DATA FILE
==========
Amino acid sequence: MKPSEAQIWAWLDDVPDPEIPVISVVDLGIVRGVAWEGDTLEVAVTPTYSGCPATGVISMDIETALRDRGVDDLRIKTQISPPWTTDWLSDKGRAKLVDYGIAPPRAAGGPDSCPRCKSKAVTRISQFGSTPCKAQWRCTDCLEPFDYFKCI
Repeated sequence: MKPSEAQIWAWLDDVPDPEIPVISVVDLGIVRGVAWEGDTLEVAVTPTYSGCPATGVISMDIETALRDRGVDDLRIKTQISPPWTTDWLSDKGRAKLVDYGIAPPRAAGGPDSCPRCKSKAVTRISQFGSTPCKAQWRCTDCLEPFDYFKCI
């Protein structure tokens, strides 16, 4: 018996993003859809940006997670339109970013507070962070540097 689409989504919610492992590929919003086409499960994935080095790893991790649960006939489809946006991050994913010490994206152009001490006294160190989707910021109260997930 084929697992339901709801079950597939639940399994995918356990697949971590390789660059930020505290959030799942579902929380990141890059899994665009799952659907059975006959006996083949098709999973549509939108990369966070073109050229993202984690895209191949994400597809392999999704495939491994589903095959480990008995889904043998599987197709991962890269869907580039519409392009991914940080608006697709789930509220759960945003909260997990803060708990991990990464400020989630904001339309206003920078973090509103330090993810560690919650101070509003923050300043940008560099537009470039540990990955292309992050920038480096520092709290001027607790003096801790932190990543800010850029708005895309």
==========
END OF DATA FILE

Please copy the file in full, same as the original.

Amino acid sequence: MKPSEAQIWAWLDDVPDPEIPVISVVDLGIVRGVAWEGDTLEVAVTPTYSGCPATGVISMDIETALRDRGVDDLRIKTQISPPWTTDWLSDKGRAKLVDYGIAPPRAAGGPDSCPRCKSKAVTRISQFGSTPCKAQWRCTDCLEPFDYFKCI
Repeated sequence: MKPSEAQIWAWLDDVPDPEIPVISVVDLGIVRGVAWEGDTLEVAVTPTYSGCPATGVISMDIETALRDRGVDDLRIKTQISPPWTTDWLSDKGRAKLVDYGIAPPRAAGGPDSCPRCKSKAVTRISQFGSTPCKAQWRCTDCLEPFDYFKCI
């Protein structure tokens, strides 16, 4: 018996993003859809940006997670339109970013507070962070540097 689409989504919610492992590929919003086409499960994935080095790893991790649960006939489809946006991050994913010490994206152009001490006294160190989707910021109260997930 084929697992339901709801079950597939639940399994995918356990697949971590390789660059930020505290959030799942579902929380990141890059899994665009799952659907059975006959006996083949098709999973549509939108990369966070073109050229993202984690895209191949994400597809392999999704495939491994589903095959480990008995889904043998599987197709991962890269869907580039519409392009991914940080608006697709789930509220759960945003909260997990803060708990991990990464400020989630904001339309206003920078973090509103330090993810560690919650101070509003923050300043940008560099537009470039540990990955292309992050920038480096520092709290001027607790003096801790932190990543800010850029708005895309």